First of all, it is not true that all conceivable theories can be well approximated by string-theoretical vacua. Despite their large number, string-theoretical vacua imply certain general predictions. This kind of predictions is discussed in the swampland program.

Even the predictions about the quantities that are relatively adjustable by a choice of the vacuum may be highly non-trivial simply because the set of vacua is far from being dense as far as some parameters go.

But imagine that the discrete space of solutions is approximately dense and it covers the same set of possibilites that may be more or less covered by a less sophisticated theory. Once you could determine the exact vacuum and make much more accurate predictions that you could make with the effective field theory, there would be no reasonable doubt that the theory predicting discrete possibilities is more complete and that it is closer to the truth. But should you believe that it is better before you determine whether string theory can give the accurate numbers?

My answer is probably No. If string theory were only able to cover a similar parameter space by discrete points, I would think that it would not be progress a priori, before you check whether the more detailed predictions are valid. Of course, even before you make the test, the stakes become higher if you have a more predictive theory (string theory with a discrete subset of the parameter space, in this case).

Reducing independent assumptions

But the structure of the parameter spaces is not the only difference between string theory and effective field theories. String theory reduces the arbitrariness - it reduces the costs - in many different directions. In Lagrangian effective field theories, the existence of different fields with different values of spin represents a lot of independent assumptions. In string theory, these fields and particles - including gravity - are unified which reduces the number of independent assumptions.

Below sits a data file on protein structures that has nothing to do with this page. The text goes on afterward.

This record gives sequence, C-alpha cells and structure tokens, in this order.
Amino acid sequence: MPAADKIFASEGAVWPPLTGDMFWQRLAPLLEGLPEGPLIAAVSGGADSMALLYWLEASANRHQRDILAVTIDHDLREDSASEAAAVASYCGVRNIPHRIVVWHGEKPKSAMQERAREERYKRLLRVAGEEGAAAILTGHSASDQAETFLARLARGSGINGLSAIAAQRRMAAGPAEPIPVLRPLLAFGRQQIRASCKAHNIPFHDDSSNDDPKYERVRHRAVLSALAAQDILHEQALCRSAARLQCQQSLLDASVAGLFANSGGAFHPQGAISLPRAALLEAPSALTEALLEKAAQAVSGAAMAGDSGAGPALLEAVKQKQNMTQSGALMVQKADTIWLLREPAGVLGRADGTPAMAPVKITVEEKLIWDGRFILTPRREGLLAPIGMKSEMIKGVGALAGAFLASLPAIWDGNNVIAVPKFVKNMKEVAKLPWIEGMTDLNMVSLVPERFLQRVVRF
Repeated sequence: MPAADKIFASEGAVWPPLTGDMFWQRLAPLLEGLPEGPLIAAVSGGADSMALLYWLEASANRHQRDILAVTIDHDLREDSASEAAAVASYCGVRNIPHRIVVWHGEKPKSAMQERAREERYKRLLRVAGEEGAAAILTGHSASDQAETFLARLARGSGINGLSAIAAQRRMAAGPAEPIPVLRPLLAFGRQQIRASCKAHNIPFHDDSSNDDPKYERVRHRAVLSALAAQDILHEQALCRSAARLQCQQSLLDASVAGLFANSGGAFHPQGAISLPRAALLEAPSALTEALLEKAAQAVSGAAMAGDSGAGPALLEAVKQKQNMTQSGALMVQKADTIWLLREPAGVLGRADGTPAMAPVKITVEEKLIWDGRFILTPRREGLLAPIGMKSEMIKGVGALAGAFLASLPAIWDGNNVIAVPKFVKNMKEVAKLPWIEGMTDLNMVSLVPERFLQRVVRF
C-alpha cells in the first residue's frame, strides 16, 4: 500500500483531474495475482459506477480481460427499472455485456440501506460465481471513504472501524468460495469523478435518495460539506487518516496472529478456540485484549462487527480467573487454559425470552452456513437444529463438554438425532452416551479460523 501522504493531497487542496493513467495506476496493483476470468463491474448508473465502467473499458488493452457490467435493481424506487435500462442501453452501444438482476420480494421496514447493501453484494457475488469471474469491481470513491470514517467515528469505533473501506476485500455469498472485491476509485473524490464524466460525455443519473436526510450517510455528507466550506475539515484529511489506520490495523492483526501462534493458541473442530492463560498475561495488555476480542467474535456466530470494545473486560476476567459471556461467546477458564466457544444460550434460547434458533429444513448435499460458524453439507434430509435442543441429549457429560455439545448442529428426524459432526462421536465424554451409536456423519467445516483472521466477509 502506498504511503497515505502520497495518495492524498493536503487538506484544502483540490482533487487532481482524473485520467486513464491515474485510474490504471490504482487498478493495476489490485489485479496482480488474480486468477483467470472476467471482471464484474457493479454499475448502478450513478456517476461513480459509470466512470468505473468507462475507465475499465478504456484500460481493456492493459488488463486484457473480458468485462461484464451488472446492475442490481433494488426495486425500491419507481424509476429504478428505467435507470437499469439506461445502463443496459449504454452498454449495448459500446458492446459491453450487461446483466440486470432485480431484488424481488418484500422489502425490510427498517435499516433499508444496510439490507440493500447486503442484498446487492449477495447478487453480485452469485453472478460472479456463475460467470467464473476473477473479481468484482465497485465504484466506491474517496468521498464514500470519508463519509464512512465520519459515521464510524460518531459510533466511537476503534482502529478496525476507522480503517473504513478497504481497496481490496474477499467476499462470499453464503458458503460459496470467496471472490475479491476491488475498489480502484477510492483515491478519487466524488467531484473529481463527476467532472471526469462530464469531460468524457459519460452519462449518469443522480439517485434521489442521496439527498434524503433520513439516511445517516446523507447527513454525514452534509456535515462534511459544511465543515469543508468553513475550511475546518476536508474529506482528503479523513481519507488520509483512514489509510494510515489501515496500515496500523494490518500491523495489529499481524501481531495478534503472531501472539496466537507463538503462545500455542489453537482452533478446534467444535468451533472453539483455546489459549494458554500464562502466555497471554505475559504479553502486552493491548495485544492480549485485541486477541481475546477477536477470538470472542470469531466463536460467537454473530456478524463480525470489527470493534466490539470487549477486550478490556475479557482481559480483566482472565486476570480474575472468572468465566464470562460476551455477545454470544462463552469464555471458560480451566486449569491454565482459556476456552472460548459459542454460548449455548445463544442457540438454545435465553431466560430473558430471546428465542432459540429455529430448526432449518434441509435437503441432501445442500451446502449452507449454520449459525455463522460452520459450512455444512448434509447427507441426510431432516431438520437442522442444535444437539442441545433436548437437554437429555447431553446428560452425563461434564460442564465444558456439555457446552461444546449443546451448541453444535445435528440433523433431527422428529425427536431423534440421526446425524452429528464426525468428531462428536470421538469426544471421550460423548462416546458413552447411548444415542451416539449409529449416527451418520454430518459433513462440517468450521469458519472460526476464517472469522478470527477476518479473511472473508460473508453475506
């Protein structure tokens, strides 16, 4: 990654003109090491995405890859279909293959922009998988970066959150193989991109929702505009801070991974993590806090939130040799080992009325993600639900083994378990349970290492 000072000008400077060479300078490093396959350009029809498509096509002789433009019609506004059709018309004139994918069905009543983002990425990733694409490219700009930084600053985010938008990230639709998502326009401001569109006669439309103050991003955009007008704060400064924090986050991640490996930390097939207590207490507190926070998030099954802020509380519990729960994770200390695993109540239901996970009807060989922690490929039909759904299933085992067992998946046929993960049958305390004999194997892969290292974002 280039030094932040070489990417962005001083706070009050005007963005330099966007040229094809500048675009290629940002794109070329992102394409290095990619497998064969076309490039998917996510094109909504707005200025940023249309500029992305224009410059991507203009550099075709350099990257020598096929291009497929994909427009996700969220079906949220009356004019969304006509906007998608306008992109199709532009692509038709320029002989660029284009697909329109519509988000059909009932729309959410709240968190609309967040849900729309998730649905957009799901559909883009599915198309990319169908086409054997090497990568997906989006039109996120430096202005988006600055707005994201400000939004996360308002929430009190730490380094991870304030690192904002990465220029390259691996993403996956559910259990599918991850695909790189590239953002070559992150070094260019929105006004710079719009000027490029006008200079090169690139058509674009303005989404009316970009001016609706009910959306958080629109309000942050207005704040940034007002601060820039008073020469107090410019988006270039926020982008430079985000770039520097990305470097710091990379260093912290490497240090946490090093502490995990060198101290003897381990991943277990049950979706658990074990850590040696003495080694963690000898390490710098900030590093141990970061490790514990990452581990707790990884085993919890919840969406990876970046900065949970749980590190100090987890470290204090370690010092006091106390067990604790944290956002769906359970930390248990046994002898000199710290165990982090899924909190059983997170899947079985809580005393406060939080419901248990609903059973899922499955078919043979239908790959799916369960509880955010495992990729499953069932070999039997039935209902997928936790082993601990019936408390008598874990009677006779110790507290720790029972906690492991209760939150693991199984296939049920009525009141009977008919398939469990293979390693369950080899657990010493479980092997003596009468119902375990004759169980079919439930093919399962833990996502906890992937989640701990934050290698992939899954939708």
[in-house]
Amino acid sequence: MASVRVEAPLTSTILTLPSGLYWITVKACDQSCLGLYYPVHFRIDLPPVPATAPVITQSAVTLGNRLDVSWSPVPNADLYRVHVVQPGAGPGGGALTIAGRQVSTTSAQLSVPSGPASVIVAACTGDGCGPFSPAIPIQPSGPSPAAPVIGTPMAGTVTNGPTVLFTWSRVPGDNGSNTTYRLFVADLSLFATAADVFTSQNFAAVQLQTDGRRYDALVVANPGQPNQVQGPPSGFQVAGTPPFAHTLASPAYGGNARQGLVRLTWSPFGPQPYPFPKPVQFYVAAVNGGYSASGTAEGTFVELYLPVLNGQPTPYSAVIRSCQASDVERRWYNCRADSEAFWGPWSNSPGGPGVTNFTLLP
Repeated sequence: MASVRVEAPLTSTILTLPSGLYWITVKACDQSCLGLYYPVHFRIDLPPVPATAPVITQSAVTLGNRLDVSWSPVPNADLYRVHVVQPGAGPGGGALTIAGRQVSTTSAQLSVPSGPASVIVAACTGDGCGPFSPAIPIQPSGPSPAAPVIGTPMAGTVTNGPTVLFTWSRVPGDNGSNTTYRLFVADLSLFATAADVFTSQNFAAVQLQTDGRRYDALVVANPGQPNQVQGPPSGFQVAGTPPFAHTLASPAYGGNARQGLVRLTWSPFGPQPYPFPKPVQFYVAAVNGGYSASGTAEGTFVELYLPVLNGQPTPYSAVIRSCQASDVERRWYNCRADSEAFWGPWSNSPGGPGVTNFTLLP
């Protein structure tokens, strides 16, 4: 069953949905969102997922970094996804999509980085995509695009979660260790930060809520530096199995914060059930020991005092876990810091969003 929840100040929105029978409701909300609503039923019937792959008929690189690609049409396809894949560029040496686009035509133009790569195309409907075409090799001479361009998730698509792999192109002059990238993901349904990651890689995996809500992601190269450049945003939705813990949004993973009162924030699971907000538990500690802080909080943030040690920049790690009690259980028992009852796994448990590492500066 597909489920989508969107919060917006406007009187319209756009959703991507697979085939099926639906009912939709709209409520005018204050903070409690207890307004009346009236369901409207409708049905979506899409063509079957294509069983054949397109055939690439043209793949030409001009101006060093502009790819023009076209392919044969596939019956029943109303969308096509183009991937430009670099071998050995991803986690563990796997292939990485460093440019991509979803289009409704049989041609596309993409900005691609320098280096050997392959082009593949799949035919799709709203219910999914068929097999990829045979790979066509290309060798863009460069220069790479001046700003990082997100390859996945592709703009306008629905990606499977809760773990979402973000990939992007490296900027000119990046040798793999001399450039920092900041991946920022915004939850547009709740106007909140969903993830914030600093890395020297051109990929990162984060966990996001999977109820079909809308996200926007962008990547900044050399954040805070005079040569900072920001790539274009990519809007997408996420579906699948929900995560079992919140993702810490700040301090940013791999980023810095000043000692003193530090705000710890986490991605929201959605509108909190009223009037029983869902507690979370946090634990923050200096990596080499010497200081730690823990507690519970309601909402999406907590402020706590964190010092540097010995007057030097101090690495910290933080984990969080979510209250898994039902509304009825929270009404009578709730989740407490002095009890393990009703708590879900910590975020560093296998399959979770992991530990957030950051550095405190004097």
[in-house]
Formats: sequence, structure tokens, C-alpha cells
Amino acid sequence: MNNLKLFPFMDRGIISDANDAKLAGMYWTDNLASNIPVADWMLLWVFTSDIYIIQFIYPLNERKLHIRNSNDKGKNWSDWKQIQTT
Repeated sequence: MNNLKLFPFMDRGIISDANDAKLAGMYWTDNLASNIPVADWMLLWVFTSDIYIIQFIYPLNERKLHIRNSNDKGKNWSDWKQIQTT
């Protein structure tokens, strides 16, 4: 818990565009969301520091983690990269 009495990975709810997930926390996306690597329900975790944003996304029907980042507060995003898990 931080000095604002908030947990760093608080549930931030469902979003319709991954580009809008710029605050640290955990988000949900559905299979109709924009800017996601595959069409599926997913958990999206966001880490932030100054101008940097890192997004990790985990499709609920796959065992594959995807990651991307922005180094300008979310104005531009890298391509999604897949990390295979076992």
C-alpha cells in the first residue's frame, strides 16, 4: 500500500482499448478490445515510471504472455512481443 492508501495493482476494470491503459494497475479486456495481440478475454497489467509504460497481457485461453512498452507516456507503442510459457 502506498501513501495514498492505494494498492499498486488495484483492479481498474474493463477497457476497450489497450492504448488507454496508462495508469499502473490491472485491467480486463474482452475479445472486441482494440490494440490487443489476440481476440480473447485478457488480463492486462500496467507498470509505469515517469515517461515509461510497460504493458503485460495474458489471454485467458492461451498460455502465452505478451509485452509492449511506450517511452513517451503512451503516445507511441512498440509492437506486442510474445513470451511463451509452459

You might argue that the existence of the typical gauge theories with spin-0 and spin-1/2 particles is inevitable because one can prove, in some sense, that nice, interacting, but weakly-coupled theories must always look like that at low energies. You would be right. Indeed, at the level of effective field theories, we know what the right description is. The gauge theories with matter are kind of inevitable and some experimental tests have been sufficient to determine the fields and interactions.

But the question really is: What is there beyond these effective theories? Any step to reduce the arbitrariness must be considered seriously. One possible answer is that there could be another local quantum field theory. But except for grand unification and supersymmetry, we don't know any method to reduce the degree of complexity and arbitrariness that would still agree with the Standard Model. Moreover, the framework of effective field theory almost certainly breaks down in the case of gravity.